Posts Tagged ‘ghost cities’

Re-reading a few pieces (like this one and especially this for a more nuanced take) on China’s “ghost cities” called to mind some things I’ve read over the last number of years and, consequently, a few questions. It’s no secret that there are concerns about bubbles in China’s commercial, residential, and state infrastructure sectors. Google “ghost cities,” “China hard landing,” “China economic crisis,” or any of a hundred other similar terms and you’ll find unlimited prognosticators (both informed and not) predicting ten of the last two crashes of the Chinese economy. The general concerns are valid, of course, but I’ve long wondered to what extent the visual spectacle (see photos below or click here) of urban construction affects everyday observers ability to predict the future prospects of current developments (new neighborhoods, districts, railway stations), not to mention analysts’ ability to objectively read the underlying indicators.


In my own experience of radical (re)construction and urbanization in Shijiazhuang (Hebei), what appears ghostly often becomes corporeal in short order. And to clarify that terrible metaphor, what were empty housing projects one year are sometimes filled to the brim the next. Of course my take on this is also tainted by another form of spectacle, so I’m not sure the fact of rapid occupation of neighborhoods I happen to come across indicates good anymore than the countries most famous ghost towns prove bad. If you have the time, Hessler’s Driving China is a compelling if impressionistic take on reading the spectacle of an earlier infrastructure boom.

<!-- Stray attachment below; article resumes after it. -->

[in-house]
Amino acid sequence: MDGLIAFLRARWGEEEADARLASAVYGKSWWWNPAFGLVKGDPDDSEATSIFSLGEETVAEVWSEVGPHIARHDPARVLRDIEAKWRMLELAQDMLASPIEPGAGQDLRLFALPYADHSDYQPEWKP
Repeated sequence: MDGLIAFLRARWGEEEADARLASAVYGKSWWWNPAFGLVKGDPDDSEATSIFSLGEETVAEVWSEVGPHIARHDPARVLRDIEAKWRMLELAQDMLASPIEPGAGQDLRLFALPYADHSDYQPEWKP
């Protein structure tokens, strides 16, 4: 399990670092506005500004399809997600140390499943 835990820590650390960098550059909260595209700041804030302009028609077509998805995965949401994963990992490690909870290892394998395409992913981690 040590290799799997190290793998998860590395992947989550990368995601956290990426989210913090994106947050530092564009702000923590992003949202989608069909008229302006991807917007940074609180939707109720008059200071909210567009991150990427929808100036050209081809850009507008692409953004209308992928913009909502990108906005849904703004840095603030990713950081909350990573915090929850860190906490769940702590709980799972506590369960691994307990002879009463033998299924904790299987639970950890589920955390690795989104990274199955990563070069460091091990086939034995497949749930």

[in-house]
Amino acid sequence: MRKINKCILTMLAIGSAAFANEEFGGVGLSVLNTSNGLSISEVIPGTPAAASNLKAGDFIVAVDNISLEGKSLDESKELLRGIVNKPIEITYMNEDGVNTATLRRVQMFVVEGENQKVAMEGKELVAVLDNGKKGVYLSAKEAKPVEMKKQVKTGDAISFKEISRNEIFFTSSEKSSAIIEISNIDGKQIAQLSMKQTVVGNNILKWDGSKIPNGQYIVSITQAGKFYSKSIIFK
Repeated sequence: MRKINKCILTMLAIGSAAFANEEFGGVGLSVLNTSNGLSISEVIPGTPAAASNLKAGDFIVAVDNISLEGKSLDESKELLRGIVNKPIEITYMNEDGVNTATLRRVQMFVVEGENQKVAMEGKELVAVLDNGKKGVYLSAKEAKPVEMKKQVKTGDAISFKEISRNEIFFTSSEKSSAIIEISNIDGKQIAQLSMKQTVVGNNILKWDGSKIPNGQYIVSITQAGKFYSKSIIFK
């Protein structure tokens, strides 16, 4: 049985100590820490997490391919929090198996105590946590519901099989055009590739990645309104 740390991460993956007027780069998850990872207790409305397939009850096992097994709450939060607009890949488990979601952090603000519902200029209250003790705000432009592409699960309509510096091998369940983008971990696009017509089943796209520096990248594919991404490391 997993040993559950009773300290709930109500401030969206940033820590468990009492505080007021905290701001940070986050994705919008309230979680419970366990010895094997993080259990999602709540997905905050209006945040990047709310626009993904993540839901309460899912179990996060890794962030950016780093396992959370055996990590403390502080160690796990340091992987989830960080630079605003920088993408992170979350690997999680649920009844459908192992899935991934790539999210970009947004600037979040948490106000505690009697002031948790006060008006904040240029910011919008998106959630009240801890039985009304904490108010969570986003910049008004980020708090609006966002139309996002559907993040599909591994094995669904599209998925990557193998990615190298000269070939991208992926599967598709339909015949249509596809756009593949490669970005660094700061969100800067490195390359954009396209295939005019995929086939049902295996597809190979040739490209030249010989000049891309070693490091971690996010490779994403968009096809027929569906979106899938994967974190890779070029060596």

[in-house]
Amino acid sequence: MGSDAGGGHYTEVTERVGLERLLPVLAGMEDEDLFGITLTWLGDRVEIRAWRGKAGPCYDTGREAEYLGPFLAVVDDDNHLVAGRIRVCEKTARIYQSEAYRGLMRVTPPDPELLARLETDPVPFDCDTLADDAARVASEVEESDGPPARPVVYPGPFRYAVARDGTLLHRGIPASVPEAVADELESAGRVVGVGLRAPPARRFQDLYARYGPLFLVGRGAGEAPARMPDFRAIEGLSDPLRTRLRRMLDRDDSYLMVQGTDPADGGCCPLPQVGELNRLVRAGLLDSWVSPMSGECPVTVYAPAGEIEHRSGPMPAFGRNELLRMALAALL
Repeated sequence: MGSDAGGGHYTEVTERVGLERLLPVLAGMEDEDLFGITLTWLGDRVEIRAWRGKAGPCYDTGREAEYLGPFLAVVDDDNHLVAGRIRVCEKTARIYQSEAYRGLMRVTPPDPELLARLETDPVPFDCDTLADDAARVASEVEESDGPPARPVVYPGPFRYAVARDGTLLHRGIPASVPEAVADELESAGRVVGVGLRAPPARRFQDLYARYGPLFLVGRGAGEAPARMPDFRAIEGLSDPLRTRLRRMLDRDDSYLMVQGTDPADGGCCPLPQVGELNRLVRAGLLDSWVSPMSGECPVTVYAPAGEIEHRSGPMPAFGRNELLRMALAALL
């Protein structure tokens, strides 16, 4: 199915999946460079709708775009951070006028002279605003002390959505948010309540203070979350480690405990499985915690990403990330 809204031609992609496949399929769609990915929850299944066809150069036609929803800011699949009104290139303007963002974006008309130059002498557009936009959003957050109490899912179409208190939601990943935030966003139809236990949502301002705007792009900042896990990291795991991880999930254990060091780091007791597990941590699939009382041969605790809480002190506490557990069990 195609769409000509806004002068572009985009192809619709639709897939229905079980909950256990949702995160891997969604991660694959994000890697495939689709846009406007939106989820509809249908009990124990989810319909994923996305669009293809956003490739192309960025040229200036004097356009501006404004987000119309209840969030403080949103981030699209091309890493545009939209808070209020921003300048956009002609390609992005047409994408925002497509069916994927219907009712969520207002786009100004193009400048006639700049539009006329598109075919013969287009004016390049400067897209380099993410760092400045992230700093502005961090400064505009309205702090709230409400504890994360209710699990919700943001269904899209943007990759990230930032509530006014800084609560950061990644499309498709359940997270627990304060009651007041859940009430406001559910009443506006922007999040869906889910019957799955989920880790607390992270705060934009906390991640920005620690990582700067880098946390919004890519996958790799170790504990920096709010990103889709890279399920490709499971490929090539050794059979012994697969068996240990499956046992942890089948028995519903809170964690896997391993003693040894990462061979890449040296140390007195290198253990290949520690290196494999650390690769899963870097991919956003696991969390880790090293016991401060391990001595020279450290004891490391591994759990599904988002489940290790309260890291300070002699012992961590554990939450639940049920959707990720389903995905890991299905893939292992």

Whatever the truth (and I will be sure to let you know what it is many years after it has become obvious), it will be interesting to see what consequences China’s bubble – should it prove to be real and eventually burst – has in terms of capital growth, accumulation, and distribution. I’m particularly interested in the fate of the rural population as it is dispossessed of a long cherished birth-rite – that small piece of land that has served as a place of refuge over the past thirty years as these people have slowly made their way into the new urban China. To be sure many are purchasing (i.e., leasing long term) a new, though much more limited birth-rite in the form of a much more limited and likely better appointed apartment in the city. But where will they go in the event that a burst bubble takes even that away?


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